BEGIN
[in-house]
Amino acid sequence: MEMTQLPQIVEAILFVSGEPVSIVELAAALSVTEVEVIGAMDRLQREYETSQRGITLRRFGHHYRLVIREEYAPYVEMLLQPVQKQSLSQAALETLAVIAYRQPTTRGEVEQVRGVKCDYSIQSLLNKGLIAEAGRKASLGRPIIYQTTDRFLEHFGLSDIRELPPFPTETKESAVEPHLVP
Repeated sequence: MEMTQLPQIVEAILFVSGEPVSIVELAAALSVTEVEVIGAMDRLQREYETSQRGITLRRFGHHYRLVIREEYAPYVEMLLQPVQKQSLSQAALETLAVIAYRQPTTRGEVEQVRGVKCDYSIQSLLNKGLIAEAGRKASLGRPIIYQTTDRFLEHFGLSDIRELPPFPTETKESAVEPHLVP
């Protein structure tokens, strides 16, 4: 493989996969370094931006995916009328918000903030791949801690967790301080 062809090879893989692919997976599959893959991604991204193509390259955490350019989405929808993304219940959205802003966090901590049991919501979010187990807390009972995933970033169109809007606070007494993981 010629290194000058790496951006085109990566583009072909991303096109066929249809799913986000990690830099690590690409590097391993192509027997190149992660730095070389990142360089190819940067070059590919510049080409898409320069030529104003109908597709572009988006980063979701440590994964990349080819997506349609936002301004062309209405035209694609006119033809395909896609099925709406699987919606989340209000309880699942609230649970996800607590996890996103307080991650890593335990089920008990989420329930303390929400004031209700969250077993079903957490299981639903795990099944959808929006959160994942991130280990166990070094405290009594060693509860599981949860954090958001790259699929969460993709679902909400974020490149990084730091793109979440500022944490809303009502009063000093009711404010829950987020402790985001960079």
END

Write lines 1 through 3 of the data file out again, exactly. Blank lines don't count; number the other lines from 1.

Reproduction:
[in-house]
Amino acid sequence: MEMTQLPQIVEAILFVSGEPVSIVELAAALSVTEVEVIGAMDRLQREYETSQRGITLRRFGHHYRLVIREEYAPYVEMLLQPVQKQSLSQAALETLAVIAYRQPTTRGEVEQVRGVKCDYSIQSLLNKGLIAEAGRKASLGRPIIYQTTDRFLEHFGLSDIRELPPFPTETKESAVEPHLVP
Repeated sequence: MEMTQLPQIVEAILFVSGEPVSIVELAAALSVTEVEVIGAMDRLQREYETSQRGITLRRFGHHYRLVIREEYAPYVEMLLQPVQKQSLSQAALETLAVIAYRQPTTRGEVEQVRGVKCDYSIQSLLNKGLIAEAGRKASLGRPIIYQTTDRFLEHFGLSDIRELPPFPTETKESAVEPHLVP